DTN Technically Speaking

The Week The Trains Were Blocked From Mexico

Todd Hultman
By  Todd Hultman , DTN Lead Analyst
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Following news of the rail closures into Mexico on Dec. 18, March corn futures fell to a new 2023 low and lost a dime on the week. March soybean meal also was down on the week but shows more signs of support for its limited supplies. (DTN ProphetX chart).

On Monday, Dec. 18, U.S. Customs closed two rail lines into Mexico and it didn't take long for corn traders to realize how disastrous the closures could quickly become for both sides of the border, if kept in place for long. Mexico livestock producers have been this season's largest buyers of U.S. corn and it's been good for the U.S. to have a customer that didn't require transit through the drought-restricted Panama Canal.

Looking at the chart, March corn lost 6 of the week's 10 cents on Monday, hitting a new low of $4.68 1/4 Wednesday before ending at $4.73 Friday, the day U.S. Customs announced the rail lines would open again. Corn prices remain in a gradual downtrend since harvest, unable to even challenge the 100-day average at $4.94. The temporary lack of rail service to Mexico didn't help matters for corn prices, already dealing with increased supplies in 2023-24. Commercials have shown more buying interest in corn prices below $5.00 and there is reason for March corn to have technical support near $4.50, but so far, there has been no technical sign of reversal.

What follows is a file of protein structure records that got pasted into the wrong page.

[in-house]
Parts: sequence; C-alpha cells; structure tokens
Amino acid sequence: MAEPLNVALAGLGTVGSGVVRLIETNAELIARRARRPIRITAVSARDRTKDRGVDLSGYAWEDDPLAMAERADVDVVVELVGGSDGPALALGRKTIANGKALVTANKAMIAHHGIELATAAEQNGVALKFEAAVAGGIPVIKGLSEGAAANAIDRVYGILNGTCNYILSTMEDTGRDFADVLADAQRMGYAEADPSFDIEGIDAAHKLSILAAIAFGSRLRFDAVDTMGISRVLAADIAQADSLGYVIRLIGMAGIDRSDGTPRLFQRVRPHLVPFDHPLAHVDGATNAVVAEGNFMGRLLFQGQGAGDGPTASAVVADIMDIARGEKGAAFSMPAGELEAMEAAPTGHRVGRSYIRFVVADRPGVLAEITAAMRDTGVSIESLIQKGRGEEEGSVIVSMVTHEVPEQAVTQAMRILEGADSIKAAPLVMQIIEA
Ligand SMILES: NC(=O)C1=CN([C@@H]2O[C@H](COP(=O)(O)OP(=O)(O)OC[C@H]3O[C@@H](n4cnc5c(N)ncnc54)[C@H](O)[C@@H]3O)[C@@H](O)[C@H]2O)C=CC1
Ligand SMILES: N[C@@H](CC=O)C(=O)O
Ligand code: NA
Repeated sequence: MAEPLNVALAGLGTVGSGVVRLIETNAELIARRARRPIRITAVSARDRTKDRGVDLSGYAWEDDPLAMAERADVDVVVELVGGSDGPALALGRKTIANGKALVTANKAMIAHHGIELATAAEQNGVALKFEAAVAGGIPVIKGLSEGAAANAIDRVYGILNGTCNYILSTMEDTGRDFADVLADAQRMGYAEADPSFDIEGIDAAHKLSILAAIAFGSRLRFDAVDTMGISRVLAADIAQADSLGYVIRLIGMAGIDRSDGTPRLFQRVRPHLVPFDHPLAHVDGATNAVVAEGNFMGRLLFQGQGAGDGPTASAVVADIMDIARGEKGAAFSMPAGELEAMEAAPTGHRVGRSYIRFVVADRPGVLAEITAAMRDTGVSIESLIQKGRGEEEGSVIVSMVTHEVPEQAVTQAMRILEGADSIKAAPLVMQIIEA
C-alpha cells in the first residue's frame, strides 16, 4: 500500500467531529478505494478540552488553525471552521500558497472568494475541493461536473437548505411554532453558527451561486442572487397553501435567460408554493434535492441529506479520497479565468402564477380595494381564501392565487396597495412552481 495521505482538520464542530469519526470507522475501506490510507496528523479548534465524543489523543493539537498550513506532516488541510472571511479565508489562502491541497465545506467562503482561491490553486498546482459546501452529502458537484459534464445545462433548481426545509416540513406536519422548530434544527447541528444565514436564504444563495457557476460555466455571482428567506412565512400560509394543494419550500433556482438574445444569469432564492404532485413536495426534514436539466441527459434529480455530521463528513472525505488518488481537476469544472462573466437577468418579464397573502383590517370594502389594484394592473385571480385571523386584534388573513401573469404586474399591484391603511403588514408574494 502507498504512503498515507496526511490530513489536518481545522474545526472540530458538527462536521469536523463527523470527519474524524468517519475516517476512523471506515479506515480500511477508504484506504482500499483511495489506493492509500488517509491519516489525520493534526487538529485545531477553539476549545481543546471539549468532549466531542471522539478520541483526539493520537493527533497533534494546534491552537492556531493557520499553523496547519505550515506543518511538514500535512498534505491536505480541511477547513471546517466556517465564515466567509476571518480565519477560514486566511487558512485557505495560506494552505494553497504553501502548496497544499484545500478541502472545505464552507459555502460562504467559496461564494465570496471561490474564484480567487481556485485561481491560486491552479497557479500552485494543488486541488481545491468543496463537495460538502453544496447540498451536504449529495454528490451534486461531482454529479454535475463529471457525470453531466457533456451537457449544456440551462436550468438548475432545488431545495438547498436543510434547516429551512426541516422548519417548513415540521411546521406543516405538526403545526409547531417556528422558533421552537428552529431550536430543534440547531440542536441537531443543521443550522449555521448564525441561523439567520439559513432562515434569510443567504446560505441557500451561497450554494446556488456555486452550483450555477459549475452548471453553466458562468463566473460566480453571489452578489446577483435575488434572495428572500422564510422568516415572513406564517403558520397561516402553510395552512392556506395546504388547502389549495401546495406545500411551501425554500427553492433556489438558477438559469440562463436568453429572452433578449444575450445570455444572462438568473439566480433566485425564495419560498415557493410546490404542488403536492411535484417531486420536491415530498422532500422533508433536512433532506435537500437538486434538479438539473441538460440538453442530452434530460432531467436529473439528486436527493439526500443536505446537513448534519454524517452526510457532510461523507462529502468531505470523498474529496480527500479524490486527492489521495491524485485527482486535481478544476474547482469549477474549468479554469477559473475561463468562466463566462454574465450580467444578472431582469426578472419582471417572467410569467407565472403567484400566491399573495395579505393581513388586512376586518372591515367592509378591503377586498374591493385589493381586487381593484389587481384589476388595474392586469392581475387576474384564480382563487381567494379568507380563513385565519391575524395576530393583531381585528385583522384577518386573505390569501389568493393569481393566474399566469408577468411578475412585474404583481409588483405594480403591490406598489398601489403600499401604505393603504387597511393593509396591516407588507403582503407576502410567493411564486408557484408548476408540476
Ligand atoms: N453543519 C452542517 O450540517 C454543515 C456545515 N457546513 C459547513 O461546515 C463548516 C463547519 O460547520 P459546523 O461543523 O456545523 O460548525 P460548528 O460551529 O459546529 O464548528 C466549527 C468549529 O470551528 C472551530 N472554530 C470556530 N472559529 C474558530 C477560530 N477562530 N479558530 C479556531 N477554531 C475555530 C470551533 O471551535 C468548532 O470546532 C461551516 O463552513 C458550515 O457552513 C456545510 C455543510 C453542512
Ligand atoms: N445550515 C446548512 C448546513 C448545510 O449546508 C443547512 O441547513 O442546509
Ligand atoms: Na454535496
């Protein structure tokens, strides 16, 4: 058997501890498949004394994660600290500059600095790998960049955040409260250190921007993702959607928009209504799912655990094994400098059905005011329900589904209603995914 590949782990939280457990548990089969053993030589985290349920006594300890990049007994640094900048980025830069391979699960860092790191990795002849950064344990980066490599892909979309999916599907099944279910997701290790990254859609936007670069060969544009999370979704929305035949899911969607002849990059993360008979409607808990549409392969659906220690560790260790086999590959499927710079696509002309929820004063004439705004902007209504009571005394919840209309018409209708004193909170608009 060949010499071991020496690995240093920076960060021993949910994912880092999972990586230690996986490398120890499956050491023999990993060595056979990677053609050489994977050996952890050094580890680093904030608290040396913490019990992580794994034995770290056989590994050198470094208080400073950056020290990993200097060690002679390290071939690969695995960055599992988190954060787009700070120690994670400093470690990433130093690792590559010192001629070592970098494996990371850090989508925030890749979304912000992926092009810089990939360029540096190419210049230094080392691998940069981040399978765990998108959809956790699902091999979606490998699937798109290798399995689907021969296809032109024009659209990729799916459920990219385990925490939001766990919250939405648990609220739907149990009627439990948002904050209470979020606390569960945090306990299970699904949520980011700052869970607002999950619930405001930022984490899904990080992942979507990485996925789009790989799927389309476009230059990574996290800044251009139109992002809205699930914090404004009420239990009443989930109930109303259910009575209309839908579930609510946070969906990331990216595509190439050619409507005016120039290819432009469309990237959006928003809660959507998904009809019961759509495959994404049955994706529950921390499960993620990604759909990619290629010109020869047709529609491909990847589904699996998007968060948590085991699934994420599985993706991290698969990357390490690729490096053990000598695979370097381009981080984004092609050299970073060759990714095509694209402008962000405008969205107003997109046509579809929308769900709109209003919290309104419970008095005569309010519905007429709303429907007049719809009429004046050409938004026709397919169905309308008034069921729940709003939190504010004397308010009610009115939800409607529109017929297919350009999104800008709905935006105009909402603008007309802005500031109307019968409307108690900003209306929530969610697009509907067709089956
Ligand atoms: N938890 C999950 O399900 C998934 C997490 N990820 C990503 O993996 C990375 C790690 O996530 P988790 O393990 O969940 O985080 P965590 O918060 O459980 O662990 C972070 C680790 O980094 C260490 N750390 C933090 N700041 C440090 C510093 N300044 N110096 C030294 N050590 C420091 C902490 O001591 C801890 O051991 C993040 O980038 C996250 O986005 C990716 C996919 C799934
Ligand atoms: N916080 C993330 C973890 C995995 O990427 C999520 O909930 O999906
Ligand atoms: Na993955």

March soybean meal prices were also negatively impacted by last week's rail closures, but showed a different response to the week's events, helped by a more bullish fundamental context. Unlike corn, U.S. supplies of soybean meal are tighter than they were a year ago and cash meal prices in the U.S. are trading above the futures board, a sign of strong demand. March soybean meal traded higher the first day of the rail closures but fell $9.00 the next day as the importance of meal shipments to Mexico received more appreciation. A higher close in response to Friday's reopening announcement helped cut March soybean meal's loss on the week to $5.50, ending at $391.10 a ton.

Technically, March soybean meal traded at a new two-month low of $384.70 and ended the week below the 100-day average at $396.00 but is still well above the October low near $365.00. Officially, the trend is bearish after this week's rail closures, but given the announced reopening and the more bullish fundamental context for meal, the market is ripe for a bullish reversal as long as prices stay above $365.00.


Comments above are for educational purposes only and are not meant as specific trade recommendations. The buying and selling of commodities, futures or options involve substantial risk and are not suitable for everyone.

Todd Hultman can be reached at Todd.Hultman@dtn.com .

Todd Hultman